Review by: Sophie Thomas
Strictly Come Dancing fans rejoiced at the news that four male celebrities who have competed for the Glitterball trophy would be teaming up to perform a celebration of swinging sixties music and dance in the West End. Allowing audiences to escape the real world for a few hours, Rip It Up is an energetic display that pays tribute to the era, with the leading lads demonstrating their collective dancing prowess. Yet its simplicity was often its downfall, with dance scenes interspersed with pre-recorded tapes and pre-planned ‘banter’ taking away from the free-flowing vibes of the swinging sixties.
The premise of the show is easy to follow: opening with Cavin Cornwall as the show’s presenter (channelling Hairspray’s Corny Collins), audiences are transported on a groovy trip through the 1960s, as the cast dance to some of the greatest songs of the decade: we hear the Beatles, the Beach Boys and Ben E. King’s “Stand by Me” all expertly performed under Barnaby Dickinson’s musical direction.
The show is foolproof: offering the crowd a little bit of everything with each scene taking place in a different ‘60s setting means nobody will be left disappointed. However, with dance routines only linked by videos (with one too many appearances by Lulu met by audible groans), the swinging stylisation could have utilised between routines to ensure that the stage was never dark, rather than blackouts to indicate new scene.
Scenes were held together by Jill Marie Cooper as the lead vocalist, who is the undeniable star of the show. Belting out a range of the era’s biggest classics and getting the audience clapping along, Cooper lifted the show’s spirit, especially in the rousing finale performance of “Shout”, a Lulu classic leaving the sixties songstress to have the final say.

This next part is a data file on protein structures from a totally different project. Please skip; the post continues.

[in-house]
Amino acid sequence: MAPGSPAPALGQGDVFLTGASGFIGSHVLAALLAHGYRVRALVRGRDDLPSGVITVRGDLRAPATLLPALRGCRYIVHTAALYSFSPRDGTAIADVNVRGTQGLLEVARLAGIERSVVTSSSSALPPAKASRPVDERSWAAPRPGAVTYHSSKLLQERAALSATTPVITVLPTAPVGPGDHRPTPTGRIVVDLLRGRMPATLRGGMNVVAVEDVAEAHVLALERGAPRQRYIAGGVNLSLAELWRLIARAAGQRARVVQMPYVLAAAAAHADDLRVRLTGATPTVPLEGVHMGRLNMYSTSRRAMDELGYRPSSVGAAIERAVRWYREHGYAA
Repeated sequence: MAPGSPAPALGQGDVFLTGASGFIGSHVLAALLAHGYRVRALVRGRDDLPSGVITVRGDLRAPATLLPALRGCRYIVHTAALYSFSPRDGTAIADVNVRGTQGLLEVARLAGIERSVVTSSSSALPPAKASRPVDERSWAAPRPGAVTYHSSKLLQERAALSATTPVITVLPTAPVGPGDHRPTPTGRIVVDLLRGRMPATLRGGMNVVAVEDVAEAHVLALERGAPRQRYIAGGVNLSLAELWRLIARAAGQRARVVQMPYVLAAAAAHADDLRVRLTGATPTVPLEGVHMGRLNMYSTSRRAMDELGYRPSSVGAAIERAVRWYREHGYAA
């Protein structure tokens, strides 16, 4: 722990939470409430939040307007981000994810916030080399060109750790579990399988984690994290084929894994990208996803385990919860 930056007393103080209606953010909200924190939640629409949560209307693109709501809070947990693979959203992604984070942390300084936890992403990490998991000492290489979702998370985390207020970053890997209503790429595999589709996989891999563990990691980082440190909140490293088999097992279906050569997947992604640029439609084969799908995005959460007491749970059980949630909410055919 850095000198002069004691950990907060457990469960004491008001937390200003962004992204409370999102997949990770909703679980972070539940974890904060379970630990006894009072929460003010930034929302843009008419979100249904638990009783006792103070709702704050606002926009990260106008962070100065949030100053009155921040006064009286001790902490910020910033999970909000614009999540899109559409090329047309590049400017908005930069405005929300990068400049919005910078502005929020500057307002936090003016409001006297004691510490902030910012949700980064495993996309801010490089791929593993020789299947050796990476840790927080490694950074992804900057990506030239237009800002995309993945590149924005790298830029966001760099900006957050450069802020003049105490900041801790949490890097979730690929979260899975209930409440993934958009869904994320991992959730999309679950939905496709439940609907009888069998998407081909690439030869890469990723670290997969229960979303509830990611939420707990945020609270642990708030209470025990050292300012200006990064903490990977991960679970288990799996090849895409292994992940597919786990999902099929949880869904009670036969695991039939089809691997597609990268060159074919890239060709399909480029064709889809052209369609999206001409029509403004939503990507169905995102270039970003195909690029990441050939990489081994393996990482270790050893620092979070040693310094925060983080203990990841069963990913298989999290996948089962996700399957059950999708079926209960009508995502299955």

Under Gareth Walker’s directorial vision, every dance section was choreographed to accurately reflect the decade, throwing in quickstep moves, pasodoble steps and plenty of jive kicks in a nod to the Strictly boys in their respective series. There was no forgetting that the quartet all found their dancing fame through the BBC series, with evidently rehearsed interviews as the boys talked about how they’ve improved on their dancing after their time in the competition, disjointed and worlds apart from the show’s 60s celebration.
While competing on separate seasons, the foursome’s camaraderie is unparalleled. Harry Judd, Louis Smith, Jay McGuiness and Aston Merrygold each have their chance to shine at the Garrick in musical, dance and gymnastic form. Highlights included Smith performing on a pommel horse and Merrygold bringing his 21st-century pop vocals to the music of a decade gone by, with Judd and McGuiness dancing front and centre on numerous occasions much to the audience’s delight.
With audiences permitted to take photos and videos throughout the performance – which did mean one audience member beside me filmed the entire two-and-a-half hours on her phone – fans far and wide are able to share their Rip It Up experience. There’s no denying the show’s feel-good factor and the announcement that there’ll be a 70s show of a similar fashion excited everyone in the auditorium. But the repetition of dance followed by speaking then a video only left a tear in the decade, rather than a satisfying rip.
Rip It Up is at the Garrick Theatre until 2nd June.
Now On Stage 2019